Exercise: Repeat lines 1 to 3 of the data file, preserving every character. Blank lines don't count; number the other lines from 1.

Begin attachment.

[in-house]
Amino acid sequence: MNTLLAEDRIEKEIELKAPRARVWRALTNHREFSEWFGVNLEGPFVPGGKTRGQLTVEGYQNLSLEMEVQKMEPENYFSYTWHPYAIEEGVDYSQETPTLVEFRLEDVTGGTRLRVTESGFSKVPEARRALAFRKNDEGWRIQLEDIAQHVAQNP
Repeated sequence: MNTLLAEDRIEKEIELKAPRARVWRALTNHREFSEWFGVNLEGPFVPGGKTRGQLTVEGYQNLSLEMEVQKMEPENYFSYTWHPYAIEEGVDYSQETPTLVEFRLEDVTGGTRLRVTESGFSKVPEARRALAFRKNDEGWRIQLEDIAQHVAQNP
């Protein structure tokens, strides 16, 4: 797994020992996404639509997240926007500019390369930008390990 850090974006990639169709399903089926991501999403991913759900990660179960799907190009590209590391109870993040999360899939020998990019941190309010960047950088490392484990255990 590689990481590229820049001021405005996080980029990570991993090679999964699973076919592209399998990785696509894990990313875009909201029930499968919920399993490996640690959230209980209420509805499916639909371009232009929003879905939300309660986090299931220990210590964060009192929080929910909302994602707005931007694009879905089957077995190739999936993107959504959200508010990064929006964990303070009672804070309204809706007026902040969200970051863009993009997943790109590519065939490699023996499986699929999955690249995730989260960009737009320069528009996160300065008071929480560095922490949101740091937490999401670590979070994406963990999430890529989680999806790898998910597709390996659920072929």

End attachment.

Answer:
[in-house]
Amino acid sequence: MNTLLAEDRIEKEIELKAPRARVWRALTNHREFSEWFGVNLEGPFVPGGKTRGQLTVEGYQNLSLEMEVQKMEPENYFSYTWHPYAIEEGVDYSQETPTLVEFRLEDVTGGTRLRVTESGFSKVPEARRALAFRKNDEGWRIQLEDIAQHVAQNP
Repeated sequence: MNTLLAEDRIEKEIELKAPRARVWRALTNHREFSEWFGVNLEGPFVPGGKTRGQLTVEGYQNLSLEMEVQKMEPENYFSYTWHPYAIEEGVDYSQETPTLVEFRLEDVTGGTRLRVTESGFSKVPEARRALAFRKNDEGWRIQLEDIAQHVAQNP